Jeffco teens find new to them prom attire at Prom Swap

This is the first year the Arvada and Standley Lake libraries hosted the event

Posted 4/2/18

Airyn Stone, 16, sifted through the racks of prom dresses March 31 at the Arvada Library. Her mother and younger sister helped her pull dresses in her size that fit her style. “This dress spoke to …

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Jeffco teens find new to them prom attire at Prom Swap

This is the first year the Arvada and Standley Lake libraries hosted the event

Posted

Airyn Stone, 16, sifted through the racks of prom dresses March 31 at the Arvada Library. Her mother and younger sister helped her pull dresses in her size that fit her style.

“This dress spoke to me,” Stone said after choosing a strapless dress in the purple color family. “I tried on so many dresses but I like this one because it's a really pretty color.”

Stone is one of many area teens who turned to the Jefferson County Library Prom swap to her get prom dress instead of a retail store. She donated five cans of food in exchange for a new dress.

This is the first year the Arvada Library has been a prom swap location.

“I didn't know what to expect, but luckily Arvada came though,” said Tana Lucero, teen librarian at Arvada.

Before the Saturday afternoon event, over 130 dresses of all sizes, styles and colors had been donated by the community. More dresses were donated during the event.

The Jeffco Libraries Prom Swap started a number of years ago at the Belmar Library when a librarian was talking with a teenage library goer and learned that some students and families cannot afford expensive prom attire.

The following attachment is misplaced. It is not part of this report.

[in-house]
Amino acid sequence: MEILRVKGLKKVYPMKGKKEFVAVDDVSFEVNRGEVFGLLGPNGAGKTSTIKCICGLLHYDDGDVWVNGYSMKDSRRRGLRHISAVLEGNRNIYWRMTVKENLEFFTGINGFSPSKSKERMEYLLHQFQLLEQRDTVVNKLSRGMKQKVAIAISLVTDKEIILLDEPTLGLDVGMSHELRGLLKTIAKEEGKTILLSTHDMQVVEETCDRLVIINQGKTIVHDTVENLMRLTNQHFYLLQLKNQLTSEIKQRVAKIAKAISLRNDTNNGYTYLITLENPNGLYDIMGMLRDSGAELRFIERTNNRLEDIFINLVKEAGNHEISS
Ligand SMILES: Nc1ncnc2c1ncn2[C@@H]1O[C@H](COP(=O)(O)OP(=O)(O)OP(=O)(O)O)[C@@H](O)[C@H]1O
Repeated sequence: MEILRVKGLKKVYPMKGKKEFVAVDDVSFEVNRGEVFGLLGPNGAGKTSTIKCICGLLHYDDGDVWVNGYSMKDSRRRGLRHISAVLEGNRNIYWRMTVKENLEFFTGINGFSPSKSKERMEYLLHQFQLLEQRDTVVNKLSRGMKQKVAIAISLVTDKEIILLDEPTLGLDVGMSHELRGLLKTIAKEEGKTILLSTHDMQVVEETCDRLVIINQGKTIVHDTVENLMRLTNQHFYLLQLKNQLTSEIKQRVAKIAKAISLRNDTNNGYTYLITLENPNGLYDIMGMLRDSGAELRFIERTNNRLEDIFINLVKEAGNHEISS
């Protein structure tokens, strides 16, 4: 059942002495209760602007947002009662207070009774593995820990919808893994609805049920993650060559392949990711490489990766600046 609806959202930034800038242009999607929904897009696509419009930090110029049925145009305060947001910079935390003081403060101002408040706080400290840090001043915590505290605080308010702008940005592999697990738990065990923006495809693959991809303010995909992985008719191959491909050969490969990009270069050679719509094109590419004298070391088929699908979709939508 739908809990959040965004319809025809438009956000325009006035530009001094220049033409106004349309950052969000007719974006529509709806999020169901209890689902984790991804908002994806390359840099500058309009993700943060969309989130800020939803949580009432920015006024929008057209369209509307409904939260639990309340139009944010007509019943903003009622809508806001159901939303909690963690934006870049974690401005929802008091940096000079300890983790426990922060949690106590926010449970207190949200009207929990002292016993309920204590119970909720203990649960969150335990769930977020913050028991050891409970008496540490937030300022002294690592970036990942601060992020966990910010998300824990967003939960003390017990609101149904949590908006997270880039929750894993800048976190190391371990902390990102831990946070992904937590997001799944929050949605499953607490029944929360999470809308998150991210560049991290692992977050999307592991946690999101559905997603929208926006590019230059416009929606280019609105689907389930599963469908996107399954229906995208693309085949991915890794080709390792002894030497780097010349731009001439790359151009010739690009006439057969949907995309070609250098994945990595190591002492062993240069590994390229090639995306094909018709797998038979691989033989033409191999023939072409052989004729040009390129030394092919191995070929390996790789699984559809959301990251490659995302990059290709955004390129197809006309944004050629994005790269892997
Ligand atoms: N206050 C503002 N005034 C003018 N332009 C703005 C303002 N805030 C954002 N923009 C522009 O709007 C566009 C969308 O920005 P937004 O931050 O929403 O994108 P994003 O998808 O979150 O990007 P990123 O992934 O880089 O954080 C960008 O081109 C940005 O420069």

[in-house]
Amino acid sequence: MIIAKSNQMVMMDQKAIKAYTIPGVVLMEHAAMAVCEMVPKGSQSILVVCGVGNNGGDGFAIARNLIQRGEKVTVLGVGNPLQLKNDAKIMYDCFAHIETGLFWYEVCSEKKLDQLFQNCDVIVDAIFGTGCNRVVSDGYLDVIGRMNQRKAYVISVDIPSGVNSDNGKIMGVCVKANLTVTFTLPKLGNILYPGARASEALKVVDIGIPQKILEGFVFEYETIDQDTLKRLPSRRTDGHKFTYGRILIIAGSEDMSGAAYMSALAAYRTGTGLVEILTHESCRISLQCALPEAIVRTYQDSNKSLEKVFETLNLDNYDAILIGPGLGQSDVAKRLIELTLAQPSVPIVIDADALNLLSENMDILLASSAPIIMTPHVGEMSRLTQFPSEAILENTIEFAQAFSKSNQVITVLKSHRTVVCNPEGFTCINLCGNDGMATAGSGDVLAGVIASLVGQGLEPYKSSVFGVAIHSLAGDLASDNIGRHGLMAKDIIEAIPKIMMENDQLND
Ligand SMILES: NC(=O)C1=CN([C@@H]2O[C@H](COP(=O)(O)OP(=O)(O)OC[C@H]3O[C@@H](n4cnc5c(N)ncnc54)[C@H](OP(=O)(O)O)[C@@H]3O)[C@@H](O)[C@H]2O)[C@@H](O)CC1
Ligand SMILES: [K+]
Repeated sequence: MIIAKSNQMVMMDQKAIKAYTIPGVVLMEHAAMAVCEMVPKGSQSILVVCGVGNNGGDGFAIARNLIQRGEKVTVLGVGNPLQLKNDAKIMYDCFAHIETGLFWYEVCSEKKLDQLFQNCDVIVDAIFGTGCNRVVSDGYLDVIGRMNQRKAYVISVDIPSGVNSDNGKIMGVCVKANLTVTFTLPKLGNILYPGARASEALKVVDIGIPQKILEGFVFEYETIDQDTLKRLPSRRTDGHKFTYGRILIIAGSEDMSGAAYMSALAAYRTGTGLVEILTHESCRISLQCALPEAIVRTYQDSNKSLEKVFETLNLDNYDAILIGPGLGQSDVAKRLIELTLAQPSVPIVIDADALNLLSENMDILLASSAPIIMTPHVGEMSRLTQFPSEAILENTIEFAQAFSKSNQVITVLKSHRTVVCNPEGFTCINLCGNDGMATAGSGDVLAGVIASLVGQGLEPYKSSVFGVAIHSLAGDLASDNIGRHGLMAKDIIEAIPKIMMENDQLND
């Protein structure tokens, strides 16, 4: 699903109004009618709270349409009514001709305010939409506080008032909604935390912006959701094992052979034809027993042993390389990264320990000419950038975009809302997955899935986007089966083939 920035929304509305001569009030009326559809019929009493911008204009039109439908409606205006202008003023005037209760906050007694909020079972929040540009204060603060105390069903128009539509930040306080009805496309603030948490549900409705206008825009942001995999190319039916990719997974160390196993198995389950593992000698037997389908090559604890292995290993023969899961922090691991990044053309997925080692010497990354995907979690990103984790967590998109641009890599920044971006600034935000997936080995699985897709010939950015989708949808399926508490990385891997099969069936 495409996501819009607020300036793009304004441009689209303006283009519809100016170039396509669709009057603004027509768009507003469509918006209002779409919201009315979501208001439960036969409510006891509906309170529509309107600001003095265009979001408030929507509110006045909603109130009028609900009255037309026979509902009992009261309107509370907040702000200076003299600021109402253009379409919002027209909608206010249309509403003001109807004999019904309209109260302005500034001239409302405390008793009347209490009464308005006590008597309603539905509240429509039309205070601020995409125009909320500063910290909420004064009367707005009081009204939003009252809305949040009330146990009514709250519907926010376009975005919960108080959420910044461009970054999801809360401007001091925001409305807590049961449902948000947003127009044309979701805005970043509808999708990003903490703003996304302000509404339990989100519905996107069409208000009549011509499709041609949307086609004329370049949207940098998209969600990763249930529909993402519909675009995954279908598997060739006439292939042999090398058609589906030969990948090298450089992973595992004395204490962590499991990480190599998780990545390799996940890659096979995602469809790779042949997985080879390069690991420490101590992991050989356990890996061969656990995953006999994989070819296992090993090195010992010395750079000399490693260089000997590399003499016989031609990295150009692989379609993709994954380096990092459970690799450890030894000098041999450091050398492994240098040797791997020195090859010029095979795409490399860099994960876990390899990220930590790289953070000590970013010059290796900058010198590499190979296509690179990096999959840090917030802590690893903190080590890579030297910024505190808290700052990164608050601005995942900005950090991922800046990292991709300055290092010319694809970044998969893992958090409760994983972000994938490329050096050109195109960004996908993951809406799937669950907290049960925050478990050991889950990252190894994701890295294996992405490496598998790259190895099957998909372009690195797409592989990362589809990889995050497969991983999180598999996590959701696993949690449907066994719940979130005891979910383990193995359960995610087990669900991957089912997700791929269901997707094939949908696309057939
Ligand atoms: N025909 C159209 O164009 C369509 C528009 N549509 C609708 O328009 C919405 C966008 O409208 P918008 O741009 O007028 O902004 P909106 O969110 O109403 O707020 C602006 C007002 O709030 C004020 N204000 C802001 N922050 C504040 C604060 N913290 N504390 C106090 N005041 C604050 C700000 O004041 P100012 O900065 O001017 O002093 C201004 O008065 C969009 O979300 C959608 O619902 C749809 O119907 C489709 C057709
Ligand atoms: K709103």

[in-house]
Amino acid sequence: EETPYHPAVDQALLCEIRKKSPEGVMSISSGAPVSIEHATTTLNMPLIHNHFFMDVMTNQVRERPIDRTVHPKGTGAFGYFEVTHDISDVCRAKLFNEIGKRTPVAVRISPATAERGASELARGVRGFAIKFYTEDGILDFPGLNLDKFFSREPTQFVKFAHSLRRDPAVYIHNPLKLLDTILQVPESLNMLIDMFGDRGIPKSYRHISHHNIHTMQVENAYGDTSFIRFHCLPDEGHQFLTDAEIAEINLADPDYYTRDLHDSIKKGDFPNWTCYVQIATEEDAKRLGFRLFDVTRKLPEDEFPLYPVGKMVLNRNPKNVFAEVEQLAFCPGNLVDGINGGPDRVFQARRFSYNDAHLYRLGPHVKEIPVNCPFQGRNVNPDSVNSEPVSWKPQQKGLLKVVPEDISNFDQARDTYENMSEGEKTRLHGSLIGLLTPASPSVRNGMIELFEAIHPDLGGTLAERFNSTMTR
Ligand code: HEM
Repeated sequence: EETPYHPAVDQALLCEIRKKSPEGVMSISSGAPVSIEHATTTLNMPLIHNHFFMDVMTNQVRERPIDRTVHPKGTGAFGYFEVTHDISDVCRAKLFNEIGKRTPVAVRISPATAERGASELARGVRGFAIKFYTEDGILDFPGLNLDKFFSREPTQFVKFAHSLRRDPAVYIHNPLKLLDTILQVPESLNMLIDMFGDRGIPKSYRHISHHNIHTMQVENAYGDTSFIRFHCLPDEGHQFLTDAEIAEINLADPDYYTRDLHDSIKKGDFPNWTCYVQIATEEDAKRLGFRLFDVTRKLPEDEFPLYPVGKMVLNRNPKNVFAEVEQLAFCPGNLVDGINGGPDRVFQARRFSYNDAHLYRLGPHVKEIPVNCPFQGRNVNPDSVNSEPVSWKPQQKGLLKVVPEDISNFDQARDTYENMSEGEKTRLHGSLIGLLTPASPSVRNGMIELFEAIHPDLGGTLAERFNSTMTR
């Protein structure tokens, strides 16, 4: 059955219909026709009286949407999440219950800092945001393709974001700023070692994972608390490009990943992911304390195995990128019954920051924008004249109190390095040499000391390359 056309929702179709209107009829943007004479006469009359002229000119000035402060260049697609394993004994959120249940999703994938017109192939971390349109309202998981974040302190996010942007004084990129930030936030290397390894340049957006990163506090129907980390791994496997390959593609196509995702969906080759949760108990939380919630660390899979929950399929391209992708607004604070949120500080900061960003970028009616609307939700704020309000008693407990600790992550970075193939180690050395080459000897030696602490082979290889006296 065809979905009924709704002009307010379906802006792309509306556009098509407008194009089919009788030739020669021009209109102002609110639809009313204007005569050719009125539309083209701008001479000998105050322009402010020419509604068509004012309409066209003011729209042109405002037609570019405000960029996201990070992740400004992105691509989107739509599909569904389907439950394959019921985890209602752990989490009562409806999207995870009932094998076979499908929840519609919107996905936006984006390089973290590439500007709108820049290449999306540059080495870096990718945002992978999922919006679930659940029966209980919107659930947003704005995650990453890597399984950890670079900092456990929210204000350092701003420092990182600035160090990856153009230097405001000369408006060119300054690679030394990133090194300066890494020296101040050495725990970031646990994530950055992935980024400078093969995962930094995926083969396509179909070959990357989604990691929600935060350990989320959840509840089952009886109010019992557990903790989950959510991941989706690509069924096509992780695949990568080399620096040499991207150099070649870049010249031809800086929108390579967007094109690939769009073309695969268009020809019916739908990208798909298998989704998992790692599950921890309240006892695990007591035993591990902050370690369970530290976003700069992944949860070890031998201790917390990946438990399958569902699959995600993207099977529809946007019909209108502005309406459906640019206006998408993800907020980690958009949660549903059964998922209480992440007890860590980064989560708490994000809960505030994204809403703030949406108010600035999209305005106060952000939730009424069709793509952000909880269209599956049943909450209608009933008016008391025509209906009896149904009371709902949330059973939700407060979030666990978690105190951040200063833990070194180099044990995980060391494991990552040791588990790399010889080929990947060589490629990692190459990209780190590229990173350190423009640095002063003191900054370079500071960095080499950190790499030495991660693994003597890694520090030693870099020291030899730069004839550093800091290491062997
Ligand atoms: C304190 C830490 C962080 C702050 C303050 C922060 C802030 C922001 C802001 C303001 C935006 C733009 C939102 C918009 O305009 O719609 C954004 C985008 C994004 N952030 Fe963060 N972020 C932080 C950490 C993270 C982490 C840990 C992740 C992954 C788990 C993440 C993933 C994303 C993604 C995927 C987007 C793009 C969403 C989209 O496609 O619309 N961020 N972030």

“One of the roles at the library is to be a community resource and we wanted to provide this service for our teens,” said Arra Katona, teen services coordinator for Jeffco Libraries.

This now Jefferson County tradition takes donated dresses, tuxedos/suits, shoes and accessories and makes them available who donate a dress themselves or canned goods — five cans per dress or tuxedo/suit; two for shoes; one per accessory.

This year, library officials wanted to bring the event to the northern part of the county — thus the Arvada and Standley Lake library events were created.

“We watched them do it at Belmar and decided we should do something up north here,” Lucero said. “There's a lot of need for it. Eventually, it will probably go system-wide because there is a need throughout the county.”

The dresses that were not chosen by teens at the Arvada event will travel to Belmar and then Stadley Lake libraries for their events April 7 and 8 respectively.

Donations still left over from those events will be split and donated to both the Arvada High School Prom Closet and Florence Crittenton High School in Denver, one of the largest and most complete providers of services for pregnant and parenting teens in the state of Colorado.

Canned donations in Arvada will benefit Community Table, formerly known as the Arvada Community Food Bank. Food donations at Belmar will benefit the Jeffco Action Center, which provides immediate response to basic human needs and promote pathways to self-sufficiency for Jefferson County residents and the homeless.

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